- One of the techniques I recommend is to take out the removable insole in the running shoe and put it on the ground and put your foot on top of the insole.
- Does the widest part of your foot match up well with widest part of the insole?
- You can also see if the longest toe is ½ inch form the end of the insole.
- Comparing right to left feet will provide shoe fit information that you can use to achieve a better shoe fit.
The importance of a recommended running shoe list
In past, the running shoe companies used 4 main categories to classify their shoes.
- Mild stability,
- Moderate stability
- Motion control.
Lately, the each of running shoe companies have decided to come up with their own categories which has made it more difficult choose a running shoe.
Shoe companies now offer a comprehensive range of styles of running shoes in multiple categories such as:
- Motion control,
- Control stability,
- Cushioned trainers,
- Barefoot like ride,
- Neutral ride
- Racing flats.
It is impossible to stay informed of all the current styles and technologies even for a chiropodist/podatrist.
The other problem is the companies constantly change styles and introduce new models.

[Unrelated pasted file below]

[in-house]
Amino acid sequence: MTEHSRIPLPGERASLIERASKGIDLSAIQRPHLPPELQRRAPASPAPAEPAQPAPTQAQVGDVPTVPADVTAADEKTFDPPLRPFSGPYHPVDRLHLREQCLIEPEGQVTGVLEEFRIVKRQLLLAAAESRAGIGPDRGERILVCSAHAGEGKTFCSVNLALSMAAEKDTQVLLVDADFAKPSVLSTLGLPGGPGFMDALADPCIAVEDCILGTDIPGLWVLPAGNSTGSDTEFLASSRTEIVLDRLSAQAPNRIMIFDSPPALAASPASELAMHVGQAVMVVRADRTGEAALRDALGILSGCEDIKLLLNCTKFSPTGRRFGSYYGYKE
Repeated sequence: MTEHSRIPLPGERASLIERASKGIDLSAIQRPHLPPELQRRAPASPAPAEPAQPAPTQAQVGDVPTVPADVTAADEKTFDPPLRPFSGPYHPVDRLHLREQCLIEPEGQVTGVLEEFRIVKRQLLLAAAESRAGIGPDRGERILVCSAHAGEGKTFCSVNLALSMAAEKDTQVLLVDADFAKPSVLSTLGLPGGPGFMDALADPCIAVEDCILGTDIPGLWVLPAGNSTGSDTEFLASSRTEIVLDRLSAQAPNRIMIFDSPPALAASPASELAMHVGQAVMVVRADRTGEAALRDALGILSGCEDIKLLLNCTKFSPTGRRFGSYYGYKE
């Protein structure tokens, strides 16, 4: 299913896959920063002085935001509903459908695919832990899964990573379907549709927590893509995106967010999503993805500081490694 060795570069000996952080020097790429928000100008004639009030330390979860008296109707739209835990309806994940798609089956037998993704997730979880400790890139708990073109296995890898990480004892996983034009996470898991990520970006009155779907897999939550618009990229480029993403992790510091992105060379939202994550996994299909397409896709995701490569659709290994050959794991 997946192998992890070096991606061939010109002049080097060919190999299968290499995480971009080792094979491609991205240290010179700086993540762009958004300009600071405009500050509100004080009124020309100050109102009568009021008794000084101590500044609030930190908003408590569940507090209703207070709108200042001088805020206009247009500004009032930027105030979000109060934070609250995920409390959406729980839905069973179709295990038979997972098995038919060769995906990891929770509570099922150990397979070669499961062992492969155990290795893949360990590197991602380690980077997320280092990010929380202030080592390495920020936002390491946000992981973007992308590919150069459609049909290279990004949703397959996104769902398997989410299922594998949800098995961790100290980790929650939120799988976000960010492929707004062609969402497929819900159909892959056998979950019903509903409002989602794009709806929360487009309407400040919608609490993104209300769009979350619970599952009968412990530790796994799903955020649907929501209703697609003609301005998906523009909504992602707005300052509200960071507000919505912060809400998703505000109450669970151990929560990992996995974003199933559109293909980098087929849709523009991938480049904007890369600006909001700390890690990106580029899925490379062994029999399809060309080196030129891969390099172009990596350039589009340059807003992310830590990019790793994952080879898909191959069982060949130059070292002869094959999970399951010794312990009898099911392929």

They regularly publish shoe evaluations and rate shoes in all categories.
The American Academy of Podiatric Sports Medicine (AAPSM) publishes a manufacturer shoe list by category.
Category of shoe is the best place to start for a running shoe recommendation
Even though there are now more shoe categories, our office will write a running shoe prescription by what category of running shoe that best addresses your:
- Body mass
- Training regime
- Running surface
- Age, fitness/competition level,
- Specific injury history
- Measured shoe fitting.
- Running mechanics
Generally our shoe prescription is broad , generic and simple
The prescription will include the shoe category and fitting requirements such as:
- wide toe box
- narrow heel seat
- deep toe box
- high instep
- orthotic friendly.
You will be also given a shoe list. The shoe list serves as a “library” of available brands and models that you can try in the category we have chosen via our shoe prescription.
The most critical part of the running shoe recommendation is making sure your comfort and fit is the final determinants for selection.
The shoe fitter in the running shoe store is very important in this regard.
If a recommended shoe does not fit properly, the retailer must be able to recommend another model in the same category that may fit better.